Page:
Lynch moved into Fisk’s tiny apartment at 13th and Wood, sharing the corner with a greasy spoon diner, the Heid Building (home of an accordion-fold-envelope manufacturer) and the old city morgue. Lynch would stare out the window at the bodies being dropped off, or the body bags being hosed down outside; after a while, he received invitations to go inside the morgue and see the bodies up close.
…Both Reavey and Samuelson noticed a shift in Lynch’s early paintings, from bright colors to grays and blacks and darker narratives. Samuelson thinks the constant apprehension Lynch felt living in the city may have played a part in that. “You can’t help but have your environment influence you,” he says, noting that at the time he also lived in a somewhat rough part of Philly, about five blocks from Lynch. “A lot of my work has been dark and grey and distorted figures. One of the art critics described my work as grotesque and violent. David got that, too.”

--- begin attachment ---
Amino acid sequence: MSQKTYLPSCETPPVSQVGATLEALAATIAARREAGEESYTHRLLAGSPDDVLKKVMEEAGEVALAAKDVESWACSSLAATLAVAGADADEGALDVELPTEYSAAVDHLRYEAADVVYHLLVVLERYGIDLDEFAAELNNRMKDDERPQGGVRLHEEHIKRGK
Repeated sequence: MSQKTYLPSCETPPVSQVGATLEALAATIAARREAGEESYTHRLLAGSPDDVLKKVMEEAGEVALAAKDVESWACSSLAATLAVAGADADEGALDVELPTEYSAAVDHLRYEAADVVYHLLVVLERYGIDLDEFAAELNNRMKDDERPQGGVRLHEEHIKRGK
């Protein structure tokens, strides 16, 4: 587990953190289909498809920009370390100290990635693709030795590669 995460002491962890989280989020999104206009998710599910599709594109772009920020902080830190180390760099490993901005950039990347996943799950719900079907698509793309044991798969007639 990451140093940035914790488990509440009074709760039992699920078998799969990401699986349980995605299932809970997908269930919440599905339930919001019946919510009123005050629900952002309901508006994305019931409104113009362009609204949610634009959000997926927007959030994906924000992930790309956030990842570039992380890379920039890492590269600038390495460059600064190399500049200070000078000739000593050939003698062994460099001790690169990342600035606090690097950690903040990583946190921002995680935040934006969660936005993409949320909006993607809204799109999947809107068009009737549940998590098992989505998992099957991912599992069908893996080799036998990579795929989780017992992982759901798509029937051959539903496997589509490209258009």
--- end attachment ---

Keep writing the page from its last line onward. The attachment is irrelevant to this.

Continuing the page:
How Philadelphia Inspired David Lynch to Make “Eraserhead” | Art | Arts and Culture | Philadelphia Weekly (via eraserhood)